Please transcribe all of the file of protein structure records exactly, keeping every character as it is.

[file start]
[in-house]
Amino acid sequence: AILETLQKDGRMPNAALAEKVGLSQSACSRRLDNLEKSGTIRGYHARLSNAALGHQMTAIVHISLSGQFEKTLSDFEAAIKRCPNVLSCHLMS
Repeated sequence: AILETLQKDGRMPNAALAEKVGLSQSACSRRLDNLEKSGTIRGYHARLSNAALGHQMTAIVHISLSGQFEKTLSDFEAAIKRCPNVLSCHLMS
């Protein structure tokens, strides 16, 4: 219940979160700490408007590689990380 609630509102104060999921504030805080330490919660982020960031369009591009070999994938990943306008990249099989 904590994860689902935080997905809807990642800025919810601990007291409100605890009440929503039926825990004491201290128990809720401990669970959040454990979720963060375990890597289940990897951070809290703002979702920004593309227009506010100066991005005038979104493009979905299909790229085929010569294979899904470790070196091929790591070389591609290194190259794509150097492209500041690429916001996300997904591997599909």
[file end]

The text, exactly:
[in-house]
Amino acid sequence: AILETLQKDGRMPNAALAEKVGLSQSACSRRLDNLEKSGTIRGYHARLSNAALGHQMTAIVHISLSGQFEKTLSDFEAAIKRCPNVLSCHLMS
Repeated sequence: AILETLQKDGRMPNAALAEKVGLSQSACSRRLDNLEKSGTIRGYHARLSNAALGHQMTAIVHISLSGQFEKTLSDFEAAIKRCPNVLSCHLMS
């Protein structure tokens, strides 16, 4: 219940979160700490408007590689990380 609630509102104060999921504030805080330490919660982020960031369009591009070999994938990943306008990249099989 904590994860689902935080997905809807990642800025919810601990007291409100605890009440929503039926825990004491201290128990809720401990669970959040454990979720963060375990890597289940990897951070809290703002979702920004593309227009506010100066991005005038979104493009979905299909790229085929010569294979899904470790070196091929790591070389591609290194190259794509150097492209500041690429916001996300997904591997599909």